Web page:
This image is entitled Sara in cogita and is by Caleb Sconosciuto. It is used in compliance of his Creative Commons license.
And, I think it’s an excellent image for Perpetua, don’t you?
This post is a two part question with a lengthy one part answer (sort of). Back on February 19, when I announced that the page proofs for Fathom Five had arrived, Dave Simmer of the ever cool Blogography asked:
And have you already started Book Three of the “Unwritten Books”??
Meanwhile, at around the same time, Rebecca Anderson asks her readers:
Is Character Everything?
I’ve been thinking about characterization a lot lately, and a thought occurred to me.
Agents and editors always say that when they read manuscripts they are looking for great characters to fall in love with — on the whole, that seems to be the number one thing that determines whether they will or will not make an offer. And to a large degree I’d say they’re right to feel this way. Certainly if a manuscript has weak, contemptible, or otherwise annoying characters then nobody is going to enjoy reading it; and if the characters are merely flat or stereotypical then it’s going to take a real blockbuster of a plot to save the story. And when you come across a truly dynamic and delightful character… well, I can easily imagine how that would make a manuscript jump right out of the pile at you.
How often do you, in reading published books, actually fall in love with the protagonist? If you’re an HP (Harry Potter) fan, for instance, did you keep reading HP/SS because you just adored Harry so much you couldn’t put the book down until you knew what happened to him? Or is it really the whole idea of the story, of which the hero and heroine are just a part, that makes you keep reading?
Maybe I’m strange, but when I think back on all the books I’ve read and enjoyed over the past few years, I can only think of a handful of characters that grabbed me so hard I just had to keep reading to find out what happened to them.
In answer to Dave’s question, the third book is already done, barring revisions and editing. I’m a little leery of talking about it because it’s not been confirmed by the editor and I don’t want to push my luck, even though we applied a series name (The Unwritten Books) to Fathom Five, but if you keep your fingers crossed, we may see the book come out some point in 2008.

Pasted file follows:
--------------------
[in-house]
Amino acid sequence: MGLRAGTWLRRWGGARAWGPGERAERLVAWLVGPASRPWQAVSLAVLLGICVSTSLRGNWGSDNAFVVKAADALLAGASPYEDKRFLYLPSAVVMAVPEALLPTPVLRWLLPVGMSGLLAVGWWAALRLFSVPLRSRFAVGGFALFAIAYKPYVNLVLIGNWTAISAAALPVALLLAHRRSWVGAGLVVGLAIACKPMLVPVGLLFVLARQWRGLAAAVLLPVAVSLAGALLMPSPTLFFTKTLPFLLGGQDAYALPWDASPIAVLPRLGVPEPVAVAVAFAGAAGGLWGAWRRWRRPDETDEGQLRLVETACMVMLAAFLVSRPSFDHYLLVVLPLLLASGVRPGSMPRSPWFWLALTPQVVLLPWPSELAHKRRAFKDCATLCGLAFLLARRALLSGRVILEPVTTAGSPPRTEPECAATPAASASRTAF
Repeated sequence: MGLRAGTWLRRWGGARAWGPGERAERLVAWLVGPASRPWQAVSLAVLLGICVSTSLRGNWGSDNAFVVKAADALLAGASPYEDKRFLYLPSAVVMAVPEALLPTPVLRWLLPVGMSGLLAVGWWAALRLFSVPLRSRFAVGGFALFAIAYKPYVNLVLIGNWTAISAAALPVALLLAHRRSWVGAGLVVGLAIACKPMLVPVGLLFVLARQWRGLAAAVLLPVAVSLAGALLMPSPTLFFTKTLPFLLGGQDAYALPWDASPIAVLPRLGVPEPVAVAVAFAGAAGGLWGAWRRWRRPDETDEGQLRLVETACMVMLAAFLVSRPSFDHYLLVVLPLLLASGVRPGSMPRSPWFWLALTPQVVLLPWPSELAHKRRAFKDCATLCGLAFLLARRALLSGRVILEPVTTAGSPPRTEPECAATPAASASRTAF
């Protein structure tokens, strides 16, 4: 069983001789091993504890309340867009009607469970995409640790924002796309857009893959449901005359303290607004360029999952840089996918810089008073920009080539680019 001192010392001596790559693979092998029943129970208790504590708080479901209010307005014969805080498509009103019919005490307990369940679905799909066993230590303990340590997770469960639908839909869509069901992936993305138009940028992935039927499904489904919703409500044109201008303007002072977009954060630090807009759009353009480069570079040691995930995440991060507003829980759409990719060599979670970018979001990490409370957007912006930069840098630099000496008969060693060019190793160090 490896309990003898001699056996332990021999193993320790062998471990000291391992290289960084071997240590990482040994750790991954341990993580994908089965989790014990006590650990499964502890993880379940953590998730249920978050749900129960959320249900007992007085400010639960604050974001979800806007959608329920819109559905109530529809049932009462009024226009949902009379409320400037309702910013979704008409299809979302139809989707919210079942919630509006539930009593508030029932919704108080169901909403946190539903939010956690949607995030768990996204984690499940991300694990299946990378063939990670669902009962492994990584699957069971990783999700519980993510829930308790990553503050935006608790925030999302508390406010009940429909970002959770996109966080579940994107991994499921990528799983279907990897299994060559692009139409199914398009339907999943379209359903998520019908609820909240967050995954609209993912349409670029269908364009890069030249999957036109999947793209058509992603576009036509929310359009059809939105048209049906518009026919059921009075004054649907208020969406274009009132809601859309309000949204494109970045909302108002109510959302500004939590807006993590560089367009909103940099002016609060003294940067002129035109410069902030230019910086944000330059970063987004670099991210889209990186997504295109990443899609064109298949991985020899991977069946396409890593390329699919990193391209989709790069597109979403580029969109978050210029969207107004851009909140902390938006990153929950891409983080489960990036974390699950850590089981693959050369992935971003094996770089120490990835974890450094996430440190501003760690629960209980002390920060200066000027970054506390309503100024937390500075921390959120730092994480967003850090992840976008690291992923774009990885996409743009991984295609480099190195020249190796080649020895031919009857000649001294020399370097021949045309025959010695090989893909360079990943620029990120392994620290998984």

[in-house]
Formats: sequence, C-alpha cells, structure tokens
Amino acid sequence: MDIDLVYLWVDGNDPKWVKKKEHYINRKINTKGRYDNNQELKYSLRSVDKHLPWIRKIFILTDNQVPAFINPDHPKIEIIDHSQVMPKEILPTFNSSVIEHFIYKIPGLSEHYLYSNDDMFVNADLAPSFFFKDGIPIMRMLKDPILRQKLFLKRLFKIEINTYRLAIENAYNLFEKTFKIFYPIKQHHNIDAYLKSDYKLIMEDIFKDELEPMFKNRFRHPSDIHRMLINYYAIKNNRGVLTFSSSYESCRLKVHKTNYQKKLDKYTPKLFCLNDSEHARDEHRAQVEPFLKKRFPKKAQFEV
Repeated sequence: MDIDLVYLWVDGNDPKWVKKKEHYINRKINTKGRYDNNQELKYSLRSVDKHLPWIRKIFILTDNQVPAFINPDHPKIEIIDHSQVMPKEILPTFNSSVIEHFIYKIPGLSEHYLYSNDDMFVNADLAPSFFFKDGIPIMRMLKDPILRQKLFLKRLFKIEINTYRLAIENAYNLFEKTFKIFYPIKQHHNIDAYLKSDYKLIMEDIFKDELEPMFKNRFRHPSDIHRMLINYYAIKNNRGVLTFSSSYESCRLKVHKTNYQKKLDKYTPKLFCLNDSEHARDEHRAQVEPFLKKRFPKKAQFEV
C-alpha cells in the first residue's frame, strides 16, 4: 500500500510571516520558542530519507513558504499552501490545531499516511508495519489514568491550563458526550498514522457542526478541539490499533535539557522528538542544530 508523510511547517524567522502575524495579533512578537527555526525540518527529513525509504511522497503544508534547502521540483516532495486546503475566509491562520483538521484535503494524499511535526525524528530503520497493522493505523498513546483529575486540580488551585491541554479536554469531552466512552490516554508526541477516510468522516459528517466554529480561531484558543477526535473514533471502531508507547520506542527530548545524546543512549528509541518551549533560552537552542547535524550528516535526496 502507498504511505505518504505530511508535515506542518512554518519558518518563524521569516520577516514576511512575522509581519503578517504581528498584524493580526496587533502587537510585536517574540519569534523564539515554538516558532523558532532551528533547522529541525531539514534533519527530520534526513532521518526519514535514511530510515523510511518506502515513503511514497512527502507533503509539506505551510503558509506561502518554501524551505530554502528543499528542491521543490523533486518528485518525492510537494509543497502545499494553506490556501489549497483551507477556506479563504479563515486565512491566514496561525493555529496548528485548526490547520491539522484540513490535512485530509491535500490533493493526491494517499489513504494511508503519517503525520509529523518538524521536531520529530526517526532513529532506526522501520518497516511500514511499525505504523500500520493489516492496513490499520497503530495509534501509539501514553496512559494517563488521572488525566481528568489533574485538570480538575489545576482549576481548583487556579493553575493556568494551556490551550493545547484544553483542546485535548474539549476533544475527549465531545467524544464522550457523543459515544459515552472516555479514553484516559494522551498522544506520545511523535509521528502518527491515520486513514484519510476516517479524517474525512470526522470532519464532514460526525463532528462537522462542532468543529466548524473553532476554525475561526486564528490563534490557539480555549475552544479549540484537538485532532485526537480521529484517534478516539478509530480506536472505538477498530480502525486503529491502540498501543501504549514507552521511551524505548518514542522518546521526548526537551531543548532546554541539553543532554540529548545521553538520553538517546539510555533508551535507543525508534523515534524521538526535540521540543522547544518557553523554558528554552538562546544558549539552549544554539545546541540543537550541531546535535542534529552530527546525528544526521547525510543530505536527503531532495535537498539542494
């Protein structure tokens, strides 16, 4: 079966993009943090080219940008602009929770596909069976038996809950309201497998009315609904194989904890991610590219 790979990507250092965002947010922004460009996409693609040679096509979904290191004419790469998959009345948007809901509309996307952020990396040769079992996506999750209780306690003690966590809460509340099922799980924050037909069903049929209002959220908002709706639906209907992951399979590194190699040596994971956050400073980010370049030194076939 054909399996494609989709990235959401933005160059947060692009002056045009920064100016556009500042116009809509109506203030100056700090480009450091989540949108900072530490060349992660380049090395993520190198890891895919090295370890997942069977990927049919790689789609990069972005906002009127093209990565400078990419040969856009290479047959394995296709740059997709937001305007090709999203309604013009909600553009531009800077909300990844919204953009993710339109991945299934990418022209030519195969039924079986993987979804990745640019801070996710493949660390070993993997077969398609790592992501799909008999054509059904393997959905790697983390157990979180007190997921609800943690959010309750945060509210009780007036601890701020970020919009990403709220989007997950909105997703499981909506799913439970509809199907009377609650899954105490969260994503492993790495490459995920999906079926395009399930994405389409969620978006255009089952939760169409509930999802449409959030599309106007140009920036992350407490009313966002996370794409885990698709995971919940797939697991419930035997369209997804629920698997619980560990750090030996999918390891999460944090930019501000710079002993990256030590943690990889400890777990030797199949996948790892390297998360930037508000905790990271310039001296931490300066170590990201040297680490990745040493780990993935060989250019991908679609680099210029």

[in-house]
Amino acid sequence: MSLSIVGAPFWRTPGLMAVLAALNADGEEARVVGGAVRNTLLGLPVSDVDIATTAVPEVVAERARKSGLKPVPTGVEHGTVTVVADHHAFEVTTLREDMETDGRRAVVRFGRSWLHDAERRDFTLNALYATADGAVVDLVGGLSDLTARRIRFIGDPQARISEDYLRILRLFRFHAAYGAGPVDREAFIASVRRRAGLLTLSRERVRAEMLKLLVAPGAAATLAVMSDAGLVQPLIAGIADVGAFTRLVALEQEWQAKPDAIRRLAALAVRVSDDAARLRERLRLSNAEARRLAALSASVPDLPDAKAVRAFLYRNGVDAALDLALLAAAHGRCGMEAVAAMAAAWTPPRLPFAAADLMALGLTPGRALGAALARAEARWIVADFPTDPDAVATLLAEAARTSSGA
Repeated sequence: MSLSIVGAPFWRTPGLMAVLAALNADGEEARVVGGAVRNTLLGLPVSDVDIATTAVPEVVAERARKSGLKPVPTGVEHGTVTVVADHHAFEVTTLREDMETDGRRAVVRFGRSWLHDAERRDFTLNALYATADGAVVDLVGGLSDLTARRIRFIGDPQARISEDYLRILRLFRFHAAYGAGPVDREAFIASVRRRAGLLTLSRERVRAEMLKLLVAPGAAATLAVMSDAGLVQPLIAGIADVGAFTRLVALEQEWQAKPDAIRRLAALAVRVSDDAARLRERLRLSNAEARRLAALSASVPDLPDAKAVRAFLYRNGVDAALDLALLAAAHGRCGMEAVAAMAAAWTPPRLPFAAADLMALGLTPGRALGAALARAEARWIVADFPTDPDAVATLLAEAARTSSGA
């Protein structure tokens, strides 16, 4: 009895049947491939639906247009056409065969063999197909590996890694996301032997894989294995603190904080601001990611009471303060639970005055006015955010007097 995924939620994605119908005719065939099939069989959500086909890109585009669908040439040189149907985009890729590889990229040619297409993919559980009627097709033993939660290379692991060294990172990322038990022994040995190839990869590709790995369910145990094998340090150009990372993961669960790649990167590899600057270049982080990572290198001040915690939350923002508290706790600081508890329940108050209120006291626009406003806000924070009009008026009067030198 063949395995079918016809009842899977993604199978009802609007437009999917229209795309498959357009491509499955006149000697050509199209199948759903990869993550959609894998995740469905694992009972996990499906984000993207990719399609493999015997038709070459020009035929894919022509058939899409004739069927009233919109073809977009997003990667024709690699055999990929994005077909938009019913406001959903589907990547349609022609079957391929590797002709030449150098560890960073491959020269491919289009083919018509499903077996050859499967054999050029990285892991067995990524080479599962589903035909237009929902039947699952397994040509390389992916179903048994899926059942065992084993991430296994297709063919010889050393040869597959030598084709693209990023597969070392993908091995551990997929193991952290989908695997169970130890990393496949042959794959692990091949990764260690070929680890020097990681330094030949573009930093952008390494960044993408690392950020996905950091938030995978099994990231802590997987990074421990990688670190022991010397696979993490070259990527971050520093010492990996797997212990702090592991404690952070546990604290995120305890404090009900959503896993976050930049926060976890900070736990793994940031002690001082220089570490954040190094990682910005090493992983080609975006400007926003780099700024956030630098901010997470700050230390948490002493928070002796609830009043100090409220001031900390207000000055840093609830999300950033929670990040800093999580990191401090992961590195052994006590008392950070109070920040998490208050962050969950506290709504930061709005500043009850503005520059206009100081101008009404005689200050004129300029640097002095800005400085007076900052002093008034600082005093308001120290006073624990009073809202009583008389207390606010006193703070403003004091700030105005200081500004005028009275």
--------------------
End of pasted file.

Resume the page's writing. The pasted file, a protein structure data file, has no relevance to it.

The third book is entitled The Young City, and if you look back through my Rosemary and Peter posts, you’ll see my progress through it from the beginning of my blog, to the completion of the first draft. The story is set two years after Fathom Five, with Peter and Rosemary still very much in love, and about to head off to college. However, when they are helping Rosemary’s brother Theo into his basement apartment near downtown Toronto, Peter and Rosemary fall through a hole in the floor, climb out of a sewer, and find themselves in 1884. For the next three months, they’re forced to pose as a married couple in a one-room apartment as they gather the supplies they need to try and get back.
This story was inspired by the story of Taddle Creek, an old creek that used to flow through downtown Toronto before it was boxed in and turned into a storm sewer. The last section of Taddle Creek (running through the University of Toronto’s grounds) was buried in 1884. But after using Taddle Creek as the conduit to send our heroes back in time, the story split apart into several directions. There’s the issue of Peter and Rosemary forced to mimic an adult life after dancing around it for some time. There’s the story of the brother and sister shopkeepers (Edmund and Faith Watson) who take them in, and there is a villain named Aldous Birge using the storm sewers of early Toronto to smuggle goods beneath the feet of the cops, and stumbling onto portals back to the modern world.
I started writing Fathom Five and The Young City at around the same time, and they were inspired by the same basic idea that inspired The Unwritten Girl, back when it was called Rosemary and Time.
Here’s the story. Rosemary and Time owes a lot of its existence to Madeleine L’Engle’s A Wrinkle in Time. Back in the summer of 2001, I was rereading the Murry-O’Keefe stories. Most of you may have read A Wrinkle in Time and are probably aware of A Swiftly Tilting Planet. You may not know that there are eight books in total, following the adventures of Meg Murry and Calvin O’Keefe from their first meeting as thirteen-year-olds, through to their eldest daughter Polyhymnia’s eighteen year birthday (a full history of the Murry-O’Keefe family can be found here).
Well, reading A Wrinkle in Time, I got caught up not only in the fantasy story of the monstrous IT and the clockwork planet of Camazotz, but also in the developing friendship between awkward Meg Murry and troubled Calvin O’Keefe. So, I moved to the next book in the series, A Wind in the Door, which featured Meg Murry and Calvin O’Keefe at sixteen, and obviously falling in love with each other, despite miles of denial. I was looking forward to seeing the relationship develop, and was quite disappointed when the next book to feature Meg in any great degree, A Swiftly Tilting Planet, showed her as twenty-four, married to Calvin and expecting her first child. Even Many Waters, which is set at a time when Meg is 19, focuses instead on her twin brothers, and doesn’t mention Calvin at all.
Madeleine, I said, you missed a step.